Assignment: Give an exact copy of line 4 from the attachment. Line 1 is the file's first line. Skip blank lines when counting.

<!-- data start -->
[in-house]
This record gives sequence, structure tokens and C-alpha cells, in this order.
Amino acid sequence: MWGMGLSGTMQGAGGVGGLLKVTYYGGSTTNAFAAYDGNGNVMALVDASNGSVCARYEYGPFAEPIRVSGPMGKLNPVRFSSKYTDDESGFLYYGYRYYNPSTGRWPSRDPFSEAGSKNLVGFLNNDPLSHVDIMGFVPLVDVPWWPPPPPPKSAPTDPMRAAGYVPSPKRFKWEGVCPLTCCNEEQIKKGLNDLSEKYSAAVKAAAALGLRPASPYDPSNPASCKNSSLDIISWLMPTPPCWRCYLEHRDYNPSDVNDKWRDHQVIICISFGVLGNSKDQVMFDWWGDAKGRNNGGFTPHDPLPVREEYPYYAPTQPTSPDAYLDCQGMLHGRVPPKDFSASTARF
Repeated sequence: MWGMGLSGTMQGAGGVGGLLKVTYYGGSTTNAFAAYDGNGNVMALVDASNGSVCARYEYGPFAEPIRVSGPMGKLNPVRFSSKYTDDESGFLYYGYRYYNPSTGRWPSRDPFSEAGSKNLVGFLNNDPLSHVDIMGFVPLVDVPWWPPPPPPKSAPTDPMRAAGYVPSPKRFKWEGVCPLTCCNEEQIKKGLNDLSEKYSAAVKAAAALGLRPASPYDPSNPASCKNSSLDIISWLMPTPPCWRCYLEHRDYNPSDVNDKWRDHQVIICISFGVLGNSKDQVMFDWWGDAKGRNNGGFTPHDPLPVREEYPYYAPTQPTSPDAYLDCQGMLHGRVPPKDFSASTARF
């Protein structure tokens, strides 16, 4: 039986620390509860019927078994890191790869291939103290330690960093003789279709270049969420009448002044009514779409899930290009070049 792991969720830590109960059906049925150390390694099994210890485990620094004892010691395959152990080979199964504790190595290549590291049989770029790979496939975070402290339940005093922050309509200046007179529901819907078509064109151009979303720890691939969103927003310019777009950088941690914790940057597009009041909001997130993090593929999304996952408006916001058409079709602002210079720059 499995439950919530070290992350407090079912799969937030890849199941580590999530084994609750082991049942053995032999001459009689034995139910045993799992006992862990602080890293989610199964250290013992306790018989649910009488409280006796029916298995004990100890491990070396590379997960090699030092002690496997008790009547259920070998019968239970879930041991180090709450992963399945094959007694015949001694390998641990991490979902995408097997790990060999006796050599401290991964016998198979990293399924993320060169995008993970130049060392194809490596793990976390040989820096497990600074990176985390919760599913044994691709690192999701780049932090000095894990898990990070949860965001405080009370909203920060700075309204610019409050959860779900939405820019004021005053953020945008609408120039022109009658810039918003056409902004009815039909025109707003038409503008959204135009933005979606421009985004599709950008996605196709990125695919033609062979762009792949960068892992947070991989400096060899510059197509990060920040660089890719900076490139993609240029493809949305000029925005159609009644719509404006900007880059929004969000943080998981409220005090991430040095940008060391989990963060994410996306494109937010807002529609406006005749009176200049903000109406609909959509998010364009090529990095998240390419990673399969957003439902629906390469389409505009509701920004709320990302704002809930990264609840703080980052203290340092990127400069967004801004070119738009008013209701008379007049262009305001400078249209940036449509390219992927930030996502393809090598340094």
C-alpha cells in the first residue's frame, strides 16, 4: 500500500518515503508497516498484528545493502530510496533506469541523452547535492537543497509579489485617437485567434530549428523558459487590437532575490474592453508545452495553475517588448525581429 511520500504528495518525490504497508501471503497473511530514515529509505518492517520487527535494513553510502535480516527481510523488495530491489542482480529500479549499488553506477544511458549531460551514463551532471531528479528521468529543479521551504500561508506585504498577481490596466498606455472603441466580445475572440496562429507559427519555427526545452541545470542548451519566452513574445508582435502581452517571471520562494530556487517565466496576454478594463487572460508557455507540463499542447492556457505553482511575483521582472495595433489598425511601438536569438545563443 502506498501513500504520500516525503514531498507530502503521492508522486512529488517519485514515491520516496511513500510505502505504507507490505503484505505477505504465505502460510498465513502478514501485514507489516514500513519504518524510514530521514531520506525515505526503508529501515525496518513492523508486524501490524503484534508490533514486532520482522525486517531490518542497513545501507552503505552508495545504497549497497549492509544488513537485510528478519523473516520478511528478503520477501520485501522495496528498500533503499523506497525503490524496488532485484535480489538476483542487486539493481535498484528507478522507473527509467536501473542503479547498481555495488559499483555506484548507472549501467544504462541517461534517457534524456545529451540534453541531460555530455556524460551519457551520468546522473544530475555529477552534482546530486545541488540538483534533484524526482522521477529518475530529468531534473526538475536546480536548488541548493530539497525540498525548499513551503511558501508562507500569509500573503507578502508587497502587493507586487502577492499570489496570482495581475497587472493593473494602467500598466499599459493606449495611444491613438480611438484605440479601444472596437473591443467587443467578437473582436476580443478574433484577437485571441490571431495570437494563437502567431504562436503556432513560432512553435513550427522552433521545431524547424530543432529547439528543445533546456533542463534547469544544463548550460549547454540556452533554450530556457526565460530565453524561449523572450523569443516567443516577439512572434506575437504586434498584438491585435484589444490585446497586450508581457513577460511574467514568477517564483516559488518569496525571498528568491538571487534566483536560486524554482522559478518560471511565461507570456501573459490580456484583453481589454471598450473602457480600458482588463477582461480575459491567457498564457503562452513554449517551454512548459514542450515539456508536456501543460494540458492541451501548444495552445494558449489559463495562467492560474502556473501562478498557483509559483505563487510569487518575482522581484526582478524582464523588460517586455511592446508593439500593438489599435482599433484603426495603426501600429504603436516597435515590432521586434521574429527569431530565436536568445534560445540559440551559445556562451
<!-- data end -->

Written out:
Repeated sequence: MWGMGLSGTMQGAGGVGGLLKVTYYGGSTTNAFAAYDGNGNVMALVDASNGSVCARYEYGPFAEPIRVSGPMGKLNPVRFSSKYTDDESGFLYYGYRYYNPSTGRWPSRDPFSEAGSKNLVGFLNNDPLSHVDIMGFVPLVDVPWWPPPPPPKSAPTDPMRAAGYVPSPKRFKWEGVCPLTCCNEEQIKKGLNDLSEKYSAAVKAAAALGLRPASPYDPSNPASCKNSSLDIISWLMPTPPCWRCYLEHRDYNPSDVNDKWRDHQVIICISFGVLGNSKDQVMFDWWGDAKGRNNGGFTPHDPLPVREEYPYYAPTQPTSPDAYLDCQGMLHGRVPPKDFSASTARF